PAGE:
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How those are to be admonished who sin from sudden impulse and those who sin deliberately.
(Admonition 33.). Differently to be admonished are those who are overcome by sudden passion and those who are bound in guilt of set purpose. For those whom sudden passion overcomes are to be admonished to regard themselves as daily set in the warfare of the present life, and to protect the heart, which cannot foresee wounds, with the shield of anxious fear; to dread the hidden darts of the ambushed foe, and, in so dark a contest, to guard with continual attention the inward camp of the soul. For, if the heart is left destitute of the solicitude of circumspection, it is laid open to wounds; since the crafty enemy strikes the breast the more freely as he catches it bare of the breastplate of forethought. Those who are overcome by sudden passion are to be admonished to cease caring too much for earthly things; since, while they entangle their attention immoderately in transitory things, they are not aware of the darts of sins which pierce them. Whence, also, the utterance of one that is stricken and yet sleeps is expressed by Solomon, who says, They have beaten me, and I was not pained; they have dragged me, and I felt it not. When shall I awake and again find wine (Prov. xxiii. 35)? For the soul that sleeps from the care of its solicitude is beaten and feels not pain, because, as it foresees not impending evils, so neither is it aware of those which it has perpetrated. It is dragged, and in no wise feels it, because it is led by the allurements of vices, and yet is not roused to keep guard over itself. But again it wishes to awake, that it may again find wine, because, although weighed down by the sleep of its torpor from keeping guard over itself, it still strives to be awake to the cares of the world, that it may be ever drunk with pleasures; and, while sleeping to that wherein it ought to have been wisely awake, it desires to be awake to something else, to which it might have laudably slept. Hence it is written previously, And thou shalt be as one that sleepeth in the midst of the sea, and as a steersman that is lulled to rest, having let go the rudder (Prov. xxiii. 35). For he sleeps in the midst of the sea who, placed among the temptations of this world, neglects to look out for the motions of vices that rush in upon him like impending heaps of waves. And the steersman, as it were, lets go the rudder when the mind loses the earnestness of solicitude for guiding the ship of the body. For, indeed, to let go the rudder in the sea is to leave off intentness of forethought among the storms of this life. For, if the steersman holds fast the rudder with anxious care, he now directs the ship among the billows right against them, now cleaves the assaults of the winds aslant. So, when the mind vigilantly guides the soul, it now surmounts some things and treads them down, now warily turns aside from others, so that it may both by hard exertion overcome present dangers, and by foresight gather strength against future struggle. Hence, again, of the strong warriors of the heavenly country it is said, Every man hath his sword upon his thigh because of fears in the night (Cant. iii. 8). For the sword is put upon the thigh when the evil suggestion of the flesh is subdued by the sharp edge of holy preaching. But by the night is expressed the blindness of our infirmity; since any opposition that is impending in the night is not seen. Every man’s sword, therefore, is put upon his thigh because of fears in the night; that is, because holy men, while they fear things which they do not see, stand always prepared for the strain of a struggle. Hence, again, it is said to the bride, Thy nose is as the tower that is in Lebanon (Cant. vii. 4). For the thing which we perceive not with our eyes we usually anticipate by the smell. By the nose, also, we discern between odours and stenches. What, then, is signified by the nose of the Church but the foreseeing discernment of Saints? It is also said to be like to the tower that is in Lebanon, because their discerning foresight is so set on a height as to see the struggles of temptations even before they come, and to stand fortified against them when they do come. For things that are foreseen when future are of less force when they are present; because, when every one has become more prepared against the blow, the enemy, who supposed himself to be unexpected, is weakened by the very fact of having been anticipated.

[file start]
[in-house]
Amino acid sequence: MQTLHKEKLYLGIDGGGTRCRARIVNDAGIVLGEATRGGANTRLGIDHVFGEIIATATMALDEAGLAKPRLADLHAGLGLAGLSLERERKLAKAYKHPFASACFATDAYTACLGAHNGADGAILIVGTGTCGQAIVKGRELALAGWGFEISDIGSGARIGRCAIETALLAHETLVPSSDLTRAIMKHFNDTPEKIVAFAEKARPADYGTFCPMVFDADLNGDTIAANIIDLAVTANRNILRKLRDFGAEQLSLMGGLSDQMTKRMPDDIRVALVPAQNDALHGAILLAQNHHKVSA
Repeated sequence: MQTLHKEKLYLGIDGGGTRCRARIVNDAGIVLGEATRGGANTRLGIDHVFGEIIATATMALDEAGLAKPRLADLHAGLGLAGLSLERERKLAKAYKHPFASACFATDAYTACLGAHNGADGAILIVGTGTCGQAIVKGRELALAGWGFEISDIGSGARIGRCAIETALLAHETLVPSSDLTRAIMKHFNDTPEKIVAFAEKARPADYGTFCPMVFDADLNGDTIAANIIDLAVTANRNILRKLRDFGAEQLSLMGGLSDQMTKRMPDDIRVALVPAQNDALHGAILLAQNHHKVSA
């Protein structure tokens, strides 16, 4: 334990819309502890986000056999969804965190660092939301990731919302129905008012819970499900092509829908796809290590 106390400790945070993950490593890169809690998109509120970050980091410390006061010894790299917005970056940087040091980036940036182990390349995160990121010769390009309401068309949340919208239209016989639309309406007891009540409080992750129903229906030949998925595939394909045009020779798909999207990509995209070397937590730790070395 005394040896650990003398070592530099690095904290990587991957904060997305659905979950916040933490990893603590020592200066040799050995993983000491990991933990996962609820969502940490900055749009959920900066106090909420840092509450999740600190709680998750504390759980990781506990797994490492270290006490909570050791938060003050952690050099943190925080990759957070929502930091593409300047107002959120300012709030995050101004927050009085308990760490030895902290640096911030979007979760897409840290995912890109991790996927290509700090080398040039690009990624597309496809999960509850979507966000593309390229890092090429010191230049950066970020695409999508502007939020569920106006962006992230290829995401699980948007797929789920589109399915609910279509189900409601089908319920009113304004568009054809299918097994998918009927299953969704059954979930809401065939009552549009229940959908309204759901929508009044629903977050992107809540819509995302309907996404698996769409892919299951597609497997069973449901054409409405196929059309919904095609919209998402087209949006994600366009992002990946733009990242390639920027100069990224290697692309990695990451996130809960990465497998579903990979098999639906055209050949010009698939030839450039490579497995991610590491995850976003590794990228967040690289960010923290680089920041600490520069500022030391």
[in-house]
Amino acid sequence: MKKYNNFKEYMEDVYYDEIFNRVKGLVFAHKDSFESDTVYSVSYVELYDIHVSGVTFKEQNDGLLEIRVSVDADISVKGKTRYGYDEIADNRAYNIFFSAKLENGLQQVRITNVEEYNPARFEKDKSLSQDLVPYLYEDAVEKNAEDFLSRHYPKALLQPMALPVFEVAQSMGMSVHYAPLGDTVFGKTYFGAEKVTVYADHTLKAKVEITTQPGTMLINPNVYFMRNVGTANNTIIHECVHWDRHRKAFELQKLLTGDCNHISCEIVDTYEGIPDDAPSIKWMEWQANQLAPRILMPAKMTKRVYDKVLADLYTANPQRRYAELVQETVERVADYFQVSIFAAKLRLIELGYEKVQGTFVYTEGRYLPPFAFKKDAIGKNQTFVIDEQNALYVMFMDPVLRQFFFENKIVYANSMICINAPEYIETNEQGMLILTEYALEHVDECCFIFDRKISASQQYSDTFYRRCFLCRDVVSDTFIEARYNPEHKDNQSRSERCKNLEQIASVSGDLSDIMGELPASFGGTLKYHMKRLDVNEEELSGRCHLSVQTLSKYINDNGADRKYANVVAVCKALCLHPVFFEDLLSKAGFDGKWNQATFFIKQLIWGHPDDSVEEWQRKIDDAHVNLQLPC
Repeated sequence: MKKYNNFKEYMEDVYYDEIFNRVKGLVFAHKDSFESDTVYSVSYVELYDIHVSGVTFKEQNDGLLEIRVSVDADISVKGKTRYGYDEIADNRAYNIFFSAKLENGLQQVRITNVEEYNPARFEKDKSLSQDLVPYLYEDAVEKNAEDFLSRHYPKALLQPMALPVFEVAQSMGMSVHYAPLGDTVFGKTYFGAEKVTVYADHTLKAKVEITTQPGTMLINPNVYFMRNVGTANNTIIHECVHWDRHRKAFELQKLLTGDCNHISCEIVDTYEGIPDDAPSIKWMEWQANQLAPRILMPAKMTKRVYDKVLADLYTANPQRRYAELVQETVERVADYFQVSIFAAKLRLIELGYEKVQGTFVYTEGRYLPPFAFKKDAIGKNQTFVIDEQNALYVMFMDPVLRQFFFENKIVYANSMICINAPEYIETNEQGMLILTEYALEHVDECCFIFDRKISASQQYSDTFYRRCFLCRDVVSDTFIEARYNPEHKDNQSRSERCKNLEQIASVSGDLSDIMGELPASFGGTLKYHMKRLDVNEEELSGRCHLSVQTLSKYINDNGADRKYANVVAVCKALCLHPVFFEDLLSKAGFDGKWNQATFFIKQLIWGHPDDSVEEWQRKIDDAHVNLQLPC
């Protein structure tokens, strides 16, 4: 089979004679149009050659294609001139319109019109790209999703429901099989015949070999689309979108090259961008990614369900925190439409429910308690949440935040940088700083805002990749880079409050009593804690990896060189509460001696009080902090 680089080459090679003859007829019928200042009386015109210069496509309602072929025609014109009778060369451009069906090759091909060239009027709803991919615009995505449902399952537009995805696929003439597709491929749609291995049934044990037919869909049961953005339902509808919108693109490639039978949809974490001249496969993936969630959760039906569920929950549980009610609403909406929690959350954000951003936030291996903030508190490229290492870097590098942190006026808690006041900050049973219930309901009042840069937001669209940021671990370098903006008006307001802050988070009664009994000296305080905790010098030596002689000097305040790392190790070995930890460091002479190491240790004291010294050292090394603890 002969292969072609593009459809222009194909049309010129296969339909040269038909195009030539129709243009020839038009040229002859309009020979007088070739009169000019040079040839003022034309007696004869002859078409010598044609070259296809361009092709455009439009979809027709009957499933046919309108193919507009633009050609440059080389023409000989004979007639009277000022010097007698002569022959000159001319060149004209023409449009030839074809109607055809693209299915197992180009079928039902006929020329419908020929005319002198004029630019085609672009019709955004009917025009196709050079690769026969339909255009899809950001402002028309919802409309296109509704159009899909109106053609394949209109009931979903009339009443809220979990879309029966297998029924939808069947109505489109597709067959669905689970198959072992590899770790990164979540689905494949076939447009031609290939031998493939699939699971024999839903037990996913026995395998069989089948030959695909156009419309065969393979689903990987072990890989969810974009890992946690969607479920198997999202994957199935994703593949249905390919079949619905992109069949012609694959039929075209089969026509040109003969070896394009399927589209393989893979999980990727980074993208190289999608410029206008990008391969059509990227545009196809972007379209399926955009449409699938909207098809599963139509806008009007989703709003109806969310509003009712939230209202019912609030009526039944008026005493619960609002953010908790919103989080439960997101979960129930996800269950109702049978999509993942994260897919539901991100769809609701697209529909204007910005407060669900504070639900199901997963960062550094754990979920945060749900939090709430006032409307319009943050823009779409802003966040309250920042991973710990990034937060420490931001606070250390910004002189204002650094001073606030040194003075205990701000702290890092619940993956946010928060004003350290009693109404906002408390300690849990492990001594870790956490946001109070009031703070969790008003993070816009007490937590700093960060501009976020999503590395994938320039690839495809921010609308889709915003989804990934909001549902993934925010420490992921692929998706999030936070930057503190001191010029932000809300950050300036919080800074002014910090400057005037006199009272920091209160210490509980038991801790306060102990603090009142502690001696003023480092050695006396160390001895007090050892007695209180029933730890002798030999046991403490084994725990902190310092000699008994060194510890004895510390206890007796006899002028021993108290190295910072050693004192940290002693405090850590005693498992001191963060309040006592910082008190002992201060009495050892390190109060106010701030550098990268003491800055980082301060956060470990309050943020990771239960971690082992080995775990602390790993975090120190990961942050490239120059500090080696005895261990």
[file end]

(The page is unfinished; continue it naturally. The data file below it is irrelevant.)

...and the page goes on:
But, on the other hand, those who of set purpose are bound in guilt, are to be admonished to perpend with wary consideration how that, when they do what is evil of their own judgment, they kindle stricter judgment against themselves; and that by so much the harder sentence will smite them as the chains of deliberation have bound them more tightly in guilt. Perhaps they might sooner wash away their transgressions by penitence, had they fallen into them through precipitancy alone. For the sin is less speedily loosened which of set purpose is firmly bound. For unless the soul altogether despised eternal things, it would not perish in guilt advisedly. In this, then, those who perish of set purpose differ from those who fall through precipitancy; that the former, when they fall by sin from the state of righteousness, for the most part fall also into the snare of desperation. Hence it is that the Lord through the Prophet reproves not so much the wrong doings of precipitance as purposes of sin, saying, Lest perchance my indignation come out as fire, and be inflamed, and there be none to quench it because of the wickedness of your purposes (Jer. iv. 4). Hence, again, in wrath He says, I will visit upon you according to the fruit of your purposes (Ibid. xxiii. 2). Since, then, sins which are perpetrated of set purpose differ from other sins, the Lord censures purposes of wickedness rather than wicked deeds. For in deeds the sin is often of infirmity or of negligence, but in purposes it is always of malicious intent. Contrariwise, it is well said through the Prophet in describing a blessed man, And he sitteth not in the chair of pestilence (Ps. i. 1). For a chair is wont to be the seat of a judge or a president. And to sit in the chair of pestilence is to commit what is wrong judicially; to sit in the chair of pestilence is to discern with the reason what is evil, and yet deliberately to perpetrate it. He sits, as it were, in the chair of perverse counsel who is lifted up with so great elation of iniquity as to endeavour even by counsel to accomplish evil. And, as those who are supported by the dignity of the chair are set over the crowds that stand by, so sins that are purposely sought out transcend the transgressions of those who fall through precipitancy. Those, then, who even by counsel bind themselves in guilt are to be admonished hence to gather with what vengeance they must at some time be smitten, being now made, not companions, but princes, of evil-doers.